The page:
scheme | 作业project | RAID – UMass Boston CS 444

UMass Boston CS 444

scheme | 作业project | RAID – 这是一个RAID 的practice, 考察RAID 的理解, 涵盖了RAID 等方面, 这是值得参考的project代写的题目

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project 3

1 Introduction

This project develops RAID 2 encoding and decoding capabilities for Minix based on the Ham- ming(7, 4) code. RAID 2 is described in Chapter 5 of the textbook. Hamming(7, 4) code is described in the Hamming code notes for the class on March 3. Briefly, RAID 2 splits every nibble of a file into four data bits and adds three parity bits. Thus, a nibble is encoded as seven bits: P1, P2, D1, P4, D2, D3, and D4. The P1 bits of all nibbles in the file are concatenated and stored in one disk drive; similarly for the other six bits. Should one drive fail, Hamming(7, 4) code can detect and correct the error. For this project, however, we are not going to use seven real drives. Instead, we use seven files to keep the seven parts of an encoded file. Typically we write the least significant bit on the right and the most significant bit on the left. Hamming code uses the reverse orientation. This endianness is critical to successful encoding, decoding, and error correction. Lets illustrate with an example. Consider a file of four bytes of the ASCII code of abcd: 0x61, 0x62, 0x63, and 0x64. The eight nibbles of the file are 0x61626364. The following table lists the corresponding Hamming(7, 4) bits.

nibble P1 P2 D1 P4 D2  D3 D
6 1 1 0 0 1 1 0
1 1 1 0 1 0 0 1
6 1 1 0 0 1 1 0
2 0 1 0 1 0 1 0
6 1 1 0 0 1 1 0
3 1 0 0 0 0 1 1
6 1 1 0 0 1 1 0
4 1 0 0 1 1 0 0
0xEF 0xFA 0x00 0x51 0xAB 0xBE 0x

Consider the row for the nibble 3, the third from the bottom. In binary, 3 is 0011 2 , where the two 1s occupy the less significant half of the nibble. However, in the scheme of Hamming code, they are the data bits D3 and D4, corresponding to the more significant half. With this table, the original four bytes are encoded as seven bytes. We read the columns top-down note this endianness. Column P1 is 11101111 2 , which is 0xEF in hexadecimal. The tasks for this project are to write two C programs. The first program shall be named raid.c. It encodes one file into seven files. It is run like this:

minix# ./raid -f xyz

It creates seven files:

xyz.part xyz.part xyz.part xyz.part

xyz.part xyz.part xyz.part

These files store the bits of P1, P2, D1, P4, D2, D3, and D4, in that order. The command-line option-f filenameis a required feature. The second program shall be nameddiar.c. It decodes seven files back to the original file. It is run like this:

minix# ./diar -f xyz -s 16

It looks for the seven filesxyz.part[0-6], decodes them, and creates a new file calledxyz.2. The command-line options-f filenameand-s numberOfBytesare required features.

2 Project Tasks

First, create a directory in the VM.

minix# mkdir /root/proj

Next, copy five files from the instructors directory to the VM.

mic$ scp -P 2213 /home/ming/444/proj3/* root@localhost:~/proj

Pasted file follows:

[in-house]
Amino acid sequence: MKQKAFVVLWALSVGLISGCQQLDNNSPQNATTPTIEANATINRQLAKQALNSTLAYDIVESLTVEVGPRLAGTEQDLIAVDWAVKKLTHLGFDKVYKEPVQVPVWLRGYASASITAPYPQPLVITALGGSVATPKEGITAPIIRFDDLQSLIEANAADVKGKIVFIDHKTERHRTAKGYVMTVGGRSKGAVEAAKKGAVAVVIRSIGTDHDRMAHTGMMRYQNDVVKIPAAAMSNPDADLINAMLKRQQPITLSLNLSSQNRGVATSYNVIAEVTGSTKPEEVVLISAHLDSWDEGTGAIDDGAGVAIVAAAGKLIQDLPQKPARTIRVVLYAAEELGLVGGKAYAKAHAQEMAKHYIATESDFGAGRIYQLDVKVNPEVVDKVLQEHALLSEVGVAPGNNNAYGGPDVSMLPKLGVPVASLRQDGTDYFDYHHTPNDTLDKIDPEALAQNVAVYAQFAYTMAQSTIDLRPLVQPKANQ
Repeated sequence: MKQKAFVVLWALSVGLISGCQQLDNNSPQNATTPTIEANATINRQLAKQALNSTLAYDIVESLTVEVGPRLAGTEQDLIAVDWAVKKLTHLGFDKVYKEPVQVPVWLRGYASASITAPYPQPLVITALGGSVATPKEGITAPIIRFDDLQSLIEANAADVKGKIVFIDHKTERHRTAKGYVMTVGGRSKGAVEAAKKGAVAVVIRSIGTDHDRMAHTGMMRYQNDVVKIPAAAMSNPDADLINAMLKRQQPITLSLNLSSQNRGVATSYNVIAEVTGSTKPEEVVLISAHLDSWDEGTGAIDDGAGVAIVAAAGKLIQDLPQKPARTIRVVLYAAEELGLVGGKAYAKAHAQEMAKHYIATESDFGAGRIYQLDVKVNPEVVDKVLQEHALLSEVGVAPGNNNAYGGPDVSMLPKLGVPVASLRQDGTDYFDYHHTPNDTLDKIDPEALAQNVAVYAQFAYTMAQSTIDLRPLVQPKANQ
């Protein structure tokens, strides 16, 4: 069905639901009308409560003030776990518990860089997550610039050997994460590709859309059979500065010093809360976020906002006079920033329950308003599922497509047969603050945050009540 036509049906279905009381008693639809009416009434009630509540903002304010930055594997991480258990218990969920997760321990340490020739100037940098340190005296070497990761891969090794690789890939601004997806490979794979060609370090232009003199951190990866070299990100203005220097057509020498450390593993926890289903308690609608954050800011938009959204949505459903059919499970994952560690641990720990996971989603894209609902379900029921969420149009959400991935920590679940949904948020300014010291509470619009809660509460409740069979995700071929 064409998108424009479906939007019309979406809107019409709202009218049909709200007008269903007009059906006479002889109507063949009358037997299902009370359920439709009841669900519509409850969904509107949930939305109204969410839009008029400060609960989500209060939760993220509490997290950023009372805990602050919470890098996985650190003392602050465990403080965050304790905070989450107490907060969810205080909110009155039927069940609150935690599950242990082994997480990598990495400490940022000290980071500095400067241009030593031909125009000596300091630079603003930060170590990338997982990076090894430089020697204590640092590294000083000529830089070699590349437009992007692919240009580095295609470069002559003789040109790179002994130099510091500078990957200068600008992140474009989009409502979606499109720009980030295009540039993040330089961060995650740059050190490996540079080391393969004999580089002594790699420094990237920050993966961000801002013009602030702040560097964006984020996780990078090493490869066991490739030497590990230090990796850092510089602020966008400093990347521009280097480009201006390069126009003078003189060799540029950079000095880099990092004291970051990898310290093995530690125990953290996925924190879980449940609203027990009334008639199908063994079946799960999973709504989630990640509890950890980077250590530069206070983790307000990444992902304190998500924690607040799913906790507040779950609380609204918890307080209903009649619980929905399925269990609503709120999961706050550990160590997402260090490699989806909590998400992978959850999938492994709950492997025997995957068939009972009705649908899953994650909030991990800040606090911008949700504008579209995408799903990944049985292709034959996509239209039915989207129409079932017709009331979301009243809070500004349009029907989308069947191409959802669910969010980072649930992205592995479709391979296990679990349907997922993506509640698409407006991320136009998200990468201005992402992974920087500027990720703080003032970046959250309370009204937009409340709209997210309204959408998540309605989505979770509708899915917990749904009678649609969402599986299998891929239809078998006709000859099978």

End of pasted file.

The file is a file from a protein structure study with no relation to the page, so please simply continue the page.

The files are the following.

-rw-r–r–. 1 ming 5694080 Mar 6 17:22 completeShakespeare.txt -rwxr-xr-x. 1 ming 7755 Mar 6 17:22 diarMing* -rw-r–r–. 1 ming 107 Mar 6 17:22 Makefile -rwxr-xr-x. 1 ming 7749 Mar 6 17:22 raidMing* -rw-r–r–. 1 ming 16 Mar 6 17:22 test.txt

The two text filescompleteShakespeare.txtandtest.txtwill be used to test your programs. TheMakefilecan be used to compile. The two executablesraidMinganddiarMingare compiled from the instructors code. Although they are ELF executables, they run on Minix only you will get error messages if you try to run them on MIC.

2.1 Task 1: to RAID

You can runraidMingand see its output.

minix# ./raidMing -f test.txt minix# ls -l minix# ./raidMing -f completeShakespeare.txt minix# ls -l

Your task is to write your ownraid.cthat encodes RAID 2. It accepts the command-line option -f filename.

2.2 Task 2: from RAID

You can rundiarMingand see its output.

minix# ./diarMing -f test.txt -s 16 minix# ls -l minix# ./diarMing -f completeShakespeare.txt -s 5694080 minix# ls -l

Note that the sizes of these two test files are multiples of eight. Thus, the last bytes of the RAID files are filled with real data bits. If the size is not a multiple of eight, there will be trailing non-data bits, which must be ignored. However, you are not expected to handle this scenario assume the sizes of all test files are multiples of eight. You can verify that the restored files are identical to the originals.

minix# diff test.txt test.txt. minix# diff completeShakespeare.txt completeShakespeare.txt.

There should be no output from thediffcommand. When there are no failed drives, we can use just parts 2, 4, 5, and 6 to reconstruct the original file. RAID 2 can perform error correction when one drive fails. The techniques for error detection and correction are described in the notes for the class on March 3. You can test error correction by deliberately corrupting a RAID file. For example,

minix# cp completeShakespeare.txt completeShakespeare.txt.part minix# ./diarMing -f completeShakespeare.txt -s 5694080 minix# diff completeShakespeare.txt completeShakespeare.txt.

There should be no output from thediffcommand. If you want to corrupt a different file, remember to runraidMingagain to restore the corrupted file before you corrupt another RAID 2 can handle only one failed drive. Your task is to write your owndiar.cthat decodes RAID 2 and corrects errors. It accepts the command-line option-f filenameand-s numberOfBytes.

3 Grading Rubric

  • (50 points) Yourraid.ccompiles, and the executableraidcan encode.
  • (50 points) Yourdiar.ccompiles, and the executablediarcan decode and correct errors.